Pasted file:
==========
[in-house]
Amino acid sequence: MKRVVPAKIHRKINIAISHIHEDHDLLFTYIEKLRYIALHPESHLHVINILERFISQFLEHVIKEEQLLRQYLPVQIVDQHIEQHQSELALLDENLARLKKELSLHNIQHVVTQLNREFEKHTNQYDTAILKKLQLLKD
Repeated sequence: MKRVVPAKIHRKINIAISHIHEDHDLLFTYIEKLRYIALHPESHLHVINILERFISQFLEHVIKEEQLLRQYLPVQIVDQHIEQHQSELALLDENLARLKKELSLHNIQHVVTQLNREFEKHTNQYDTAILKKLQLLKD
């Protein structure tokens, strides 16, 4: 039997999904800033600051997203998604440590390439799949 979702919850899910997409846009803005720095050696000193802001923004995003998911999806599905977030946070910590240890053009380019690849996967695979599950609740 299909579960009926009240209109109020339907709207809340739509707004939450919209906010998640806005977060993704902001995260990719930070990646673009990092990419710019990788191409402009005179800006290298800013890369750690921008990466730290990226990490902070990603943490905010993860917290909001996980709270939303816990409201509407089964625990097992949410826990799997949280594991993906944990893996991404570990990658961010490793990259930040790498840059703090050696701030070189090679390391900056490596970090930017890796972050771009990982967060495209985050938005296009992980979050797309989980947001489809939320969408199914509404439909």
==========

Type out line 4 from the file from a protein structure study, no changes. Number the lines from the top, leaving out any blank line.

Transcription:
């Protein structure tokens, strides 16, 4: 039997999904800033600051997203998604440590390439799949 979702919850899910997409846009803005720095050696000193802001923004995003998911999806599905977030946070910590240890053009380019690849996967695979599950609740 299909579960009926009240209109109020339907709207809340739509707004939450919209906010998640806005977060993704902001995260990719930070990646673009990092990419710019990788191409402009005179800006290298800013890369750690921008990466730290990226990490902070990603943490905010993860917290909001996980709270939303816990409201509407089964625990097992949410826990799997949280594991993906944990893996991404570990990658961010490793990259930040790498840059703090050696701030070189090679390391900056490596970090930017890796972050771009990982967060495209985050938005296009992980979050797309989980947001489809939320969408199914509404439909």